Culture Fix: March 2021

Art App

Zebra One Gallery

If, like us, you’ve missed gallery-going, there’s a tech solution that promises to be the next best thing. Hampstead’s Zebra One has launched a free augmented reality app, designed to allow the Capital’s contemporary art lovers to try out its shop range at home. Gallery director Gabrielle Du Plooy says that “during these difficult times we have had to take steps to reach a stay at home audience. We’re delighted with the way things have turned out. The app allows you to view our artists’ work on your own walls and try before you buy, it’s a fantastic tool for both the gallery and clients.” Ever wondered how Terry O’Neill’s portrait of a body-stockinged Kate Moss would sit above your dining room mantelpiece? Or how Banksy’s Choose Your Weapon, with its bright magenta background, might liven up the living room? Now you can find out.

Available on iOS and Android via the App Store and Google Play (

Online Festival

WOW Festival UK
1-21 March

Marking International Women’s Day, the Women of the World Festival returns, this time with a comprehensive digital offering that boasts over 30 online events. Hear from inspirational speakers including Ruby Wax, Arundhati Roy and Kimberlé Crenshaw; take part in workshops and discussions on pertinent themes with a female focus – from mental health to grief to intersectionality; and lose yourself in an online exhibition that features 100 trailblazing women from 10 cities around the world. Join in!


Against the Tides
From 1 March

Like all the best stories of human triumph over adversity, Stefan Stuckert’s latest feature-length documentary tugs at the heartstrings – and it dares us to dream big. The award-winning film follows British ultra-marathon swimmer Beth French as she attempts the Oceans Seven, an extreme challenge to swim seven of the world’s most perilous sea channels. It’s the definitive test for long distance swimmers and none have completed it within a year. But this former ME sufferer and single mum of an autistic boy is determined to do just that. As her journey unfolds, Beth is met with hypothermia, sharks, jellyfish, wild weather and of course, paralysing fatigue. A visceral, uplifting and emotional tale of love, hope and dogged determination.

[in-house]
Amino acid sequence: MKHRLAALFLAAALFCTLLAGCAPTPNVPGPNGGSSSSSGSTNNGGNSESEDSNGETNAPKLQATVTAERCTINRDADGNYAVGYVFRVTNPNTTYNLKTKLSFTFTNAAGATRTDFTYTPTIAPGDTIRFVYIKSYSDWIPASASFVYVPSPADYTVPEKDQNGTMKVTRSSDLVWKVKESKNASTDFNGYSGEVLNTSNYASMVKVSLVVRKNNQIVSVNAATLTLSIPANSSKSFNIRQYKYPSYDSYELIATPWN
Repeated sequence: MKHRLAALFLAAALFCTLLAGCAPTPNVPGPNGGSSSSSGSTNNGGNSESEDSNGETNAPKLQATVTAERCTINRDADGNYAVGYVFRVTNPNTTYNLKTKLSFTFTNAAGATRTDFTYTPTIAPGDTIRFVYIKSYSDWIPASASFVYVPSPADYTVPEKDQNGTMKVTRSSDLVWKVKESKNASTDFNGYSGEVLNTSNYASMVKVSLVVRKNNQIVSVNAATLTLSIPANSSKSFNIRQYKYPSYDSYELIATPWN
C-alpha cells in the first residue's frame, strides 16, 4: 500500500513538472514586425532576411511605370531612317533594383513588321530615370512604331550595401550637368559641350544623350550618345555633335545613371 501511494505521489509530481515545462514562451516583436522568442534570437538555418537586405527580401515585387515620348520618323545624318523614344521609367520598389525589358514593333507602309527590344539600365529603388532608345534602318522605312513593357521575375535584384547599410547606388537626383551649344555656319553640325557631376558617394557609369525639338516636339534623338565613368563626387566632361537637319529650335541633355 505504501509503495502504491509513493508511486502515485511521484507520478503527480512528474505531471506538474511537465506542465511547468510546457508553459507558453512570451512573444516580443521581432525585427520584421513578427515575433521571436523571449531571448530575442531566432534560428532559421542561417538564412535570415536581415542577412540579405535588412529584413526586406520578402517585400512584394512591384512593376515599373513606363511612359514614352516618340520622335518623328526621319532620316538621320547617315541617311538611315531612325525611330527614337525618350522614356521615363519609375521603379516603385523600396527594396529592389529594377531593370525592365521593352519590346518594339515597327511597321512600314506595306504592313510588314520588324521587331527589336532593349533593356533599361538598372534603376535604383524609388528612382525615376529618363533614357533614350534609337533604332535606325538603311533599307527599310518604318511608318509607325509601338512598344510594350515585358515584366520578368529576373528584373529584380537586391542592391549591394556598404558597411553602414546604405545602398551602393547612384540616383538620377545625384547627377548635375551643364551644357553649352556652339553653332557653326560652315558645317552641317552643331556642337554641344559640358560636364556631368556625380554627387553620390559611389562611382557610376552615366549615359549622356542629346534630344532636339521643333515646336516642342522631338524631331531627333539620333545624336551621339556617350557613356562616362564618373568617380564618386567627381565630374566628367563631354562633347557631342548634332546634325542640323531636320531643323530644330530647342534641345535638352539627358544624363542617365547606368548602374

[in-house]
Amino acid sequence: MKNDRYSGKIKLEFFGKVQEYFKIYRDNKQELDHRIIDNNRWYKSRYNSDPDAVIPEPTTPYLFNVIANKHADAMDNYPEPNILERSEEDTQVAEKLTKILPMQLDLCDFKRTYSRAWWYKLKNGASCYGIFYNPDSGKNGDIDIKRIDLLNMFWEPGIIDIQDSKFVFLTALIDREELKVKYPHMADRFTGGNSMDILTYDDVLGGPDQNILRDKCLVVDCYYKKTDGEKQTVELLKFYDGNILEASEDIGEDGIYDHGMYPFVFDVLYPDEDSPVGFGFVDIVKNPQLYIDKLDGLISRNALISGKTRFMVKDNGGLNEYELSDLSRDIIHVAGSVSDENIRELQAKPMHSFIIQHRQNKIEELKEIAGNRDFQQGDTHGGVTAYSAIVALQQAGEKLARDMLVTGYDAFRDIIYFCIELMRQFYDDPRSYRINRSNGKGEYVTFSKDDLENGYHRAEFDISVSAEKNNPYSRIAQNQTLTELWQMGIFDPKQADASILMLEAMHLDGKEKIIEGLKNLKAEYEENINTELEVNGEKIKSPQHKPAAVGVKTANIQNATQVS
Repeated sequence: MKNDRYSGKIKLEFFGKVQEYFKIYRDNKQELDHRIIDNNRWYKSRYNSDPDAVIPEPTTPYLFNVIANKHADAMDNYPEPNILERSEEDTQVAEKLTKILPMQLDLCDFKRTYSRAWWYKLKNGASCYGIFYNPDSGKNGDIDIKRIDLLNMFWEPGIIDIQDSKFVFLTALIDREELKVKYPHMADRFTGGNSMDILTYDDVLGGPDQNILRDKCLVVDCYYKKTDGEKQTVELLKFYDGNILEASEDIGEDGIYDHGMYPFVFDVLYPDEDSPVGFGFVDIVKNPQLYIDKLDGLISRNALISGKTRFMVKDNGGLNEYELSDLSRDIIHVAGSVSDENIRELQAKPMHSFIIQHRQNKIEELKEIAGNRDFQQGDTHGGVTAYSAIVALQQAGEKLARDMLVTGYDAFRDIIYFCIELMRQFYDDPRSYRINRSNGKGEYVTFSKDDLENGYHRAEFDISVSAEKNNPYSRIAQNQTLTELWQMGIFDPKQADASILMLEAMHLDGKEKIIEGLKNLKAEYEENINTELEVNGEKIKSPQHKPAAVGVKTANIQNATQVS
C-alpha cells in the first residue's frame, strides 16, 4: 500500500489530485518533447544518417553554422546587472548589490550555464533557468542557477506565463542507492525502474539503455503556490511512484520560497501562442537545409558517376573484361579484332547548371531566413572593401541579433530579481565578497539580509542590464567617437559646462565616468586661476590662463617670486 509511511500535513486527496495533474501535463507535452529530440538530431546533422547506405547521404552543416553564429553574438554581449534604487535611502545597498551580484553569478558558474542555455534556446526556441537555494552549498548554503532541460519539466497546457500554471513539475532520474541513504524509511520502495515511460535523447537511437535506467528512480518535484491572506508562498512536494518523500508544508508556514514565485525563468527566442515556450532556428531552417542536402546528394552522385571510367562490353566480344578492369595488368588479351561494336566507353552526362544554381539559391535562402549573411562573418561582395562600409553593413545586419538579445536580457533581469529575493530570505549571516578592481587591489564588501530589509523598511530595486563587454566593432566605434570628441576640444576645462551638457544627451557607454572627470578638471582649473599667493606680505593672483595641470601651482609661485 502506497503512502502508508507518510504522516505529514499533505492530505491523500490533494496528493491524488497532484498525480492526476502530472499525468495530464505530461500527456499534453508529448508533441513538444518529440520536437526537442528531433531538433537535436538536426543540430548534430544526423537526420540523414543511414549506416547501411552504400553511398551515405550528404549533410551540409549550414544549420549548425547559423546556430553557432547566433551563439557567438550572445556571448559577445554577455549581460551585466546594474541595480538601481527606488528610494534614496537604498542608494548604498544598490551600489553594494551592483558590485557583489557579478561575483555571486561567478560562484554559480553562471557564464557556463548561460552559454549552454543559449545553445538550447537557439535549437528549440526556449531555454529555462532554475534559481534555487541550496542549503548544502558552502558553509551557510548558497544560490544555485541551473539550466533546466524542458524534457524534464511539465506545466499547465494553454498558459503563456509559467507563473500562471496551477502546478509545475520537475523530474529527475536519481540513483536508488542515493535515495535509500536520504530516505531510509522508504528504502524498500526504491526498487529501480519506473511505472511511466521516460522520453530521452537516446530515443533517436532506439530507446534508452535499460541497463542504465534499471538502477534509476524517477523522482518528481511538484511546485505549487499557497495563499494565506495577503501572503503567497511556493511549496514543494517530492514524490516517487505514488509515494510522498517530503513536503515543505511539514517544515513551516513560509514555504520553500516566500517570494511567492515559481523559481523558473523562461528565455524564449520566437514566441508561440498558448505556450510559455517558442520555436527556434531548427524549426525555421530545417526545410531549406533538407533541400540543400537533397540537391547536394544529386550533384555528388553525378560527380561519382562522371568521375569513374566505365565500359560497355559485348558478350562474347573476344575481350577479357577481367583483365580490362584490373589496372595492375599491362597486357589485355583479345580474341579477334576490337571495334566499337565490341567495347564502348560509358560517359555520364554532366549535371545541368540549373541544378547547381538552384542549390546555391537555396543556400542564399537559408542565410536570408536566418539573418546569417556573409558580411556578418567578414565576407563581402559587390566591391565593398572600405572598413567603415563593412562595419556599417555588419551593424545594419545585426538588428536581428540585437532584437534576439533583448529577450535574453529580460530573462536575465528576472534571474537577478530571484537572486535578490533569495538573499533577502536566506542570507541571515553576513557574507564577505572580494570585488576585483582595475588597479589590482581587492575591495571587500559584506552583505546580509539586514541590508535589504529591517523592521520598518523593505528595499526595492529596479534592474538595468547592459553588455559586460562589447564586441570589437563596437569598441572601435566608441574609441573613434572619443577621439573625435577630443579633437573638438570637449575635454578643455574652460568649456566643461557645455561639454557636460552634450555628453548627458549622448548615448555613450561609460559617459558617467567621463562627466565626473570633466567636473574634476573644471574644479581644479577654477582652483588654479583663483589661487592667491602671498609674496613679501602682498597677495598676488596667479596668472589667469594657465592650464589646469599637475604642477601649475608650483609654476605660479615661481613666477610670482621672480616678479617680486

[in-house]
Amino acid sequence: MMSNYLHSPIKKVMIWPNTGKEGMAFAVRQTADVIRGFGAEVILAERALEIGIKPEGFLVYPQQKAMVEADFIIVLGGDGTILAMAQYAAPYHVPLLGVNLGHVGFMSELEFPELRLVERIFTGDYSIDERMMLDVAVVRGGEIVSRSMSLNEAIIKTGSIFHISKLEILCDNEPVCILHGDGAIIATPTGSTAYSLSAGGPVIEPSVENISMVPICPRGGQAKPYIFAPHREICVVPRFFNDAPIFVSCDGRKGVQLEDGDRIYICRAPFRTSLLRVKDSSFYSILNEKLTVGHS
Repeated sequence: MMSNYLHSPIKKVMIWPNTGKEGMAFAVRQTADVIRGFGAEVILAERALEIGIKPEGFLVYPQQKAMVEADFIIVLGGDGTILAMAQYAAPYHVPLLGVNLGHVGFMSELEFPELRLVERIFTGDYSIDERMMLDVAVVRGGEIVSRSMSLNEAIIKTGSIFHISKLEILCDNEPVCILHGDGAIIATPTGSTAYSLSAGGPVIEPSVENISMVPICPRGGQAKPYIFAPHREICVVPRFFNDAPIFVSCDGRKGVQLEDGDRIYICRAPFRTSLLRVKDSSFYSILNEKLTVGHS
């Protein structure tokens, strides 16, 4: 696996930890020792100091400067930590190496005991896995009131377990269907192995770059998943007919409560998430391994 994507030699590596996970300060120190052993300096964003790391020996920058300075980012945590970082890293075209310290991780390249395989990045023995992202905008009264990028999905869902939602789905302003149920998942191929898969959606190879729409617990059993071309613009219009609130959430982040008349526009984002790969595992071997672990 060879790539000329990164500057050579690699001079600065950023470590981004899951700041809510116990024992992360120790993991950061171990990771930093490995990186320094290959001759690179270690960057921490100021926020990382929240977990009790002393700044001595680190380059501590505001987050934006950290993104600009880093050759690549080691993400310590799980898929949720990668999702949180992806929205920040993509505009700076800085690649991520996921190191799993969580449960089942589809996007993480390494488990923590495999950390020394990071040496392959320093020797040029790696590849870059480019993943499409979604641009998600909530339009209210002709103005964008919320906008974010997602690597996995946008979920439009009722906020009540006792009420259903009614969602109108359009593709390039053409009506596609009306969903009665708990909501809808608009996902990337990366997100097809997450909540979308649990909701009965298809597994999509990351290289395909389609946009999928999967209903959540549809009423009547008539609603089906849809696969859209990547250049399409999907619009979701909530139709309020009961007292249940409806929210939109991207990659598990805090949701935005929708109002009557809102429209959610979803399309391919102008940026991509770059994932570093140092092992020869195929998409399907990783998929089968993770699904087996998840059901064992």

Available on demand from iTunes, Amazon Prime, Google Play and others (   

Online Theatre

Good Grief
Until 15 April

Starring Sian Clifford, best known as Fleabag’s hilariously neurotic sister Claire, and Nikesh Patel, who audiences will recognise as Foaly in Kenneth Branagh’s Artemis Fowl, this is an innovative production for our strange times, billed as a hybrid of theatre and film. A romantic comedy about grief, the play, written by Lorien Haynes and directed by Natalie Abrahami, is a funny, brutal, irreverent, and quintessentially British affair. Rehearsed over Zoom and produced under strict Covid guidelines, Good Grief is born out of serious limitations – but that’s also its triumph. Indeed, an entirely new theatrical format has emerged. Not to be missed. 

To book, visit 


500 Walks with Writers, Artists & Musicians
By Kath Stathers

In a timely publication that marries global travel with the arts – both of which are sadly in short supply – Kath Stathers invites us to follow the footsteps of some of our greatest creatives. From epic pilgrimages to small village meanders, there’s a whole world to delve into. Visit Leonard Cohen’s beloved hometown of Montreal, discover Jules Verne’s centre of the earth (AKA Iceland’s Snæfellsjökull volcano), or take in Gustav Klimt’s breath-taking summer retreat, Lake Attersee in Salzkammergut. Of course, there are equally fascinating London jaunts to enjoy, too – and now. But this is a book to keep close at hand for when the world really does open up again.

£20, published 16 March by Frances Lincoln (